An Egg ‘Inside’ Another Dinosaur Egg Was Found in Madhya Pradesh
It was, apparently, a field trip by a research team of the Delhi University (DU) that led to a “first-of-kind find in fossil history.” In the district of Dhar in Madhya Pradesh, the researchers discovered an “abnormal” dinosaur egg — with its peculiarity attributed to the fact that it was an egg inside another egg.
This Russian doll-esque dinosaur egg, though, isn’t just an intriguing bit of information that currently stands out among the crisis fatigue-inducing news, only to be buried by the next Met Gala, Cannes, or celebrity wedding. While the highly-fleeting, ever-transient public interest in the discovery may indeed wane, its impact on the scientific understanding of how the mighty dinosaurs reproduced probably won’t — especially due to the implications of the discovery that the researchers highlighted in their paper that was published in the journal Scientific Reports this month.
“The new pathological egg is a rare and important find as no ovum-in-ovo egg was found in reptiles until now,” said co-author Guntupalli V.R. Prasad from the department of geology at DU, explaining that the discovery “brings out significant information on whether dinosaurs had a reproductive biology similar to that of turtles and lizards or their immediate cousins… birds.”
In the past, the reproductive function of dinosaurs was, reportedly, likened to that of turtles — alongside other reptiles, like lizards. However, until now, just like scientists hadn’t ever come across an egg-in-egg in dinosaur fossils, they hadn’t observed the phenomenon in reptiles either.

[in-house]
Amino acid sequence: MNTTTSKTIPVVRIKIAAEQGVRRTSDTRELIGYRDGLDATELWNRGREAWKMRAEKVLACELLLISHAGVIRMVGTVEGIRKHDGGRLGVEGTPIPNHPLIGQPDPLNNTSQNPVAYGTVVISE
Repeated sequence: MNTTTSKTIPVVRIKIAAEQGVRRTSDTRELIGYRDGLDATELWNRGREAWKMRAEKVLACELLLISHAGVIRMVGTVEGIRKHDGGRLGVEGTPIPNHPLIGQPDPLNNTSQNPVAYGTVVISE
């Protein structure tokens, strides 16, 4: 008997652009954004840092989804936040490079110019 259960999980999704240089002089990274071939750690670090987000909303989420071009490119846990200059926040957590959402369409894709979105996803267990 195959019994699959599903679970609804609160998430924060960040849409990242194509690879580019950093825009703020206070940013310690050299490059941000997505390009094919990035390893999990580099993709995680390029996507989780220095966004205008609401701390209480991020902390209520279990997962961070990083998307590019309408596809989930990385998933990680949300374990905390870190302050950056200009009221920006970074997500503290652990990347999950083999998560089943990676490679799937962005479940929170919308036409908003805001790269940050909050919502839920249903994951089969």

Interestingly, the phenomenon has been observed in another set of animals: birds. “Forget unboxing videos. An egg-opening video caught the internet’s attention with a bizarre secret,” CNET reported in February 2017, elaborating that, “[A] YouTube user… posted a fascinating video over the weekend showing a giant mutant chicken egg. The lumpy-looking creation dwarfs a normal egg. When cracked open, the egg reveals a yolk and another fully formed egg inside. That smaller egg also contains a regular yolk and white.”
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A process called “counter-peristalsis contraction” — which, albeit rare, isn’t unprecedented — is believed to drive the formation of an egg within another egg in birds. It occurs when a fully-formed egg starts to travel backward in a hen’s reproductive system, becoming embedded into another egg that’s still being formed. What ends up happening, then, is that the second egg forms around the first. Evidently, it’s a rare phenomenon in dinosaurs, too — given that only one egg from the large number of titanosaurid sauropod nests discovered by the researchers was an egg-in-egg.
What the present discovery, then, holds is insights into evolution itself. In more specific terms, it has made the scientific community wonder whether dinosaurs — considered a “group of reptiles” — had evolved to reproduce like birds.
But this isn’t the first time dinosaurs have been compared with birds. Sample this article from last year: “People often say that birds are related to dinosaurs, but that’s really not true – birds aren’t related to dinosaurs… they are dinosaurs! About 65 million years ago, a huge extinction wiped out all dinosaur groups except for one. That group of dinosaurs went on to become all the birds we see today.” In fact, chickens and ostriches are believed to be the closest living relatives of Tyrannosaurus rex.
With our curiosity in dinosaurs thus piquing, one might find themselves hoping for Christopher Nolan to direct Eggception next. Perhaps, it’ll shed more light on the phenomenon; unless, of course, it ends up needlessly complicating the process in an unfortunate Tenet-esque manner — leaving it up to the scientific fraternity to enlighten us through even more complicated jargon.
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